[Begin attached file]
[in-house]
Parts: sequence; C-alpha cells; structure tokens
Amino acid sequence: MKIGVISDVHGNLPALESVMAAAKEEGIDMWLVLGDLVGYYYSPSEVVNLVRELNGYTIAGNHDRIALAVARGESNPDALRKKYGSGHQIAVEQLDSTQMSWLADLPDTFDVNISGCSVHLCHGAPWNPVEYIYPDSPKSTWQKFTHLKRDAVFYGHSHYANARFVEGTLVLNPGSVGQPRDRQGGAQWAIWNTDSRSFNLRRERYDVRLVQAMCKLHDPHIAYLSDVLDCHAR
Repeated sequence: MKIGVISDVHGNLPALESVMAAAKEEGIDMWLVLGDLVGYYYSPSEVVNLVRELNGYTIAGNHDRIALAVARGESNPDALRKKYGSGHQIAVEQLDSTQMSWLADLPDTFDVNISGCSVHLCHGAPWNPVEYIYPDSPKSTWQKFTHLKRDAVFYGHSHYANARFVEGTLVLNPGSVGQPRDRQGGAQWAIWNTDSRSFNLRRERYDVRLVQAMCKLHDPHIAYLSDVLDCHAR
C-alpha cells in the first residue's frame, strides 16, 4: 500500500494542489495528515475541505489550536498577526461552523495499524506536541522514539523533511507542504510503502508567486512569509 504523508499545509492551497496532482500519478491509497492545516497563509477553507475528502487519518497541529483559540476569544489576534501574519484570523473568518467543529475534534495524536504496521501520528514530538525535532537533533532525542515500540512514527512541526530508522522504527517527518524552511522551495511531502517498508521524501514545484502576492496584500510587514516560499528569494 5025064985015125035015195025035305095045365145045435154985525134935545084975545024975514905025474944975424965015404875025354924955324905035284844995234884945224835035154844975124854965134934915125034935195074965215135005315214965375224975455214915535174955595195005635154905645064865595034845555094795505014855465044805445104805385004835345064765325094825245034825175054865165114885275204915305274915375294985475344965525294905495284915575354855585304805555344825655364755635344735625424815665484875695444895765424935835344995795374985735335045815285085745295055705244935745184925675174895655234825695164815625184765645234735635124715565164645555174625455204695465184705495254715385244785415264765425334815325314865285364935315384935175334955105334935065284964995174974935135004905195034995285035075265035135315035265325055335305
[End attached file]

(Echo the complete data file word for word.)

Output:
[in-house]
Parts: sequence; C-alpha cells; structure tokens
Amino acid sequence: MKIGVISDVHGNLPALESVMAAAKEEGIDMWLVLGDLVGYYYSPSEVVNLVRELNGYTIAGNHDRIALAVARGESNPDALRKKYGSGHQIAVEQLDSTQMSWLADLPDTFDVNISGCSVHLCHGAPWNPVEYIYPDSPKSTWQKFTHLKRDAVFYGHSHYANARFVEGTLVLNPGSVGQPRDRQGGAQWAIWNTDSRSFNLRRERYDVRLVQAMCKLHDPHIAYLSDVLDCHAR
Repeated sequence: MKIGVISDVHGNLPALESVMAAAKEEGIDMWLVLGDLVGYYYSPSEVVNLVRELNGYTIAGNHDRIALAVARGESNPDALRKKYGSGHQIAVEQLDSTQMSWLADLPDTFDVNISGCSVHLCHGAPWNPVEYIYPDSPKSTWQKFTHLKRDAVFYGHSHYANARFVEGTLVLNPGSVGQPRDRQGGAQWAIWNTDSRSFNLRRERYDVRLVQAMCKLHDPHIAYLSDVLDCHAR
C-alpha cells in the first residue's frame, strides 16, 4: 500500500494542489495528515475541505489550536498577526461552523495499524506536541522514539523533511507542504510503502508567486512569509 504523508499545509492551497496532482500519478491509497492545516497563509477553507475528502487519518497541529483559540476569544489576534501574519484570523473568518467543529475534534495524536504496521501520528514530538525535532537533533532525542515500540512514527512541526530508522522504527517527518524552511522551495511531502517498508521524501514545484502576492496584500510587514516560499528569494 5025064985015125035015195025035305095045365145045435154985525134935545084975545024975514905025474944975424965015404875025354924955324905035284844995234884945224835035154844975124854965134934915125034935195074965215135005315214965375224975455214915535174955595195005635154905645064865595034845555094795505014855465044805445104805385004835345064765325094825245034825175054865165114885275204915305274915375294985475344965525294905495284915575354855585304805555344825655364755635344735625424815665484875695444895765424935835344995795374985735335045815285085745295055705244935745184925675174895655234825695164815625184765645234735635124715565164645555174625455204695465184705495254715385244785415264765425334815325314865285364935315384935175334955105334935065284964995174974935135004905195034995285035075265035135315035265325055335305